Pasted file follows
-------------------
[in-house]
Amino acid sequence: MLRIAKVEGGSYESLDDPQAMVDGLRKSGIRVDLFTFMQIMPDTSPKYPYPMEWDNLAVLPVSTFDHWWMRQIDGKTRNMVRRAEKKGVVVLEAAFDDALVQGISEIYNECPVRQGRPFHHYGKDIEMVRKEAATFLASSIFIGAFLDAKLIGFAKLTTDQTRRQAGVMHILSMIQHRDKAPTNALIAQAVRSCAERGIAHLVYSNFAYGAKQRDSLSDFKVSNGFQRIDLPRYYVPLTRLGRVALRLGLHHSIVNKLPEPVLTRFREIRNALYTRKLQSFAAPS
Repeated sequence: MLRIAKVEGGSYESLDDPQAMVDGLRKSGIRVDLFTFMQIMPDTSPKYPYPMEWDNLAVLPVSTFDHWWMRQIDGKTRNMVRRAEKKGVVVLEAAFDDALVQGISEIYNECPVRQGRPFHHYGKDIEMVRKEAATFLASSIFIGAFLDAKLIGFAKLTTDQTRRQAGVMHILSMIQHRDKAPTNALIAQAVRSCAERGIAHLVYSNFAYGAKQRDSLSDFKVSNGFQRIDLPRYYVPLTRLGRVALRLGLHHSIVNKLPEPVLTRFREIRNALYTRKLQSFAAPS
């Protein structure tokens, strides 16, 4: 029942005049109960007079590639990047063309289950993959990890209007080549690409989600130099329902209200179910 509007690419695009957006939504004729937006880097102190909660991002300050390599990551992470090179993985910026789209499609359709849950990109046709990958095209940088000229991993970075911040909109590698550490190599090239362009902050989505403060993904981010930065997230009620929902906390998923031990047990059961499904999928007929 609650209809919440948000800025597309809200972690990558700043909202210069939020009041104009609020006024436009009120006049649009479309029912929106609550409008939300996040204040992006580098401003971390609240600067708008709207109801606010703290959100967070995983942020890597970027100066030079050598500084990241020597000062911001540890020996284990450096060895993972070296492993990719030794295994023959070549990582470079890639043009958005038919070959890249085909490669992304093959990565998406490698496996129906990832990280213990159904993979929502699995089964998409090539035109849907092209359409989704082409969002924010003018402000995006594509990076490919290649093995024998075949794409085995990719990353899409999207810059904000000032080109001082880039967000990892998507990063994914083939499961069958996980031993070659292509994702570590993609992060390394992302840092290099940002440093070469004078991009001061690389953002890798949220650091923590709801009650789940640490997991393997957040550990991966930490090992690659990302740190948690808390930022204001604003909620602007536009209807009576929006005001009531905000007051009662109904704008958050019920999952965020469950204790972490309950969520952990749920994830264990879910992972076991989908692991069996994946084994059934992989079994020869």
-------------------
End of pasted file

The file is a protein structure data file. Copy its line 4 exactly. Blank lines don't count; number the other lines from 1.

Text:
């Protein structure tokens, strides 16, 4: 029942005049109960007079590639990047063309289950993959990890209007080549690409989600130099329902209200179910 509007690419695009957006939504004729937006880097102190909660991002300050390599990551992470090179993985910026789209499609359709849950990109046709990958095209940088000229991993970075911040909109590698550490190599090239362009902050989505403060993904981010930065997230009620929902906390998923031990047990059961499904999928007929 609650209809919440948000800025597309809200972690990558700043909202210069939020009041104009609020006024436009009120006049649009479309029912929106609550409008939300996040204040992006580098401003971390609240600067708008709207109801606010703290959100967070995983942020890597970027100066030079050598500084990241020597000062911001540890020996284990450096060895993972070296492993990719030794295994023959070549990582470079890639043009958005038919070959890249085909490669992304093959990565998406490698496996129906990832990280213990159904993979929502699995089964998409090539035109849907092209359409989704082409969002924010003018402000995006594509990076490919290649093995024998075949794409085995990719990353899409999207810059904000000032080109001082880039967000990892998507990063994914083939499961069958996980031993070659292509994702570590993609992060390394992302840092290099940002440093070469004078991009001061690389953002890798949220650091923590709801009650789940640490997991393997957040550990991966930490090992690659990302740190948690808390930022204001604003909620602007536009209807009576929006005001009531905000007051009662109904704008958050019920999952965020469950204790972490309950969520952990749920994830264990879910992972076991989908692991069996994946084994059934992989079994020869």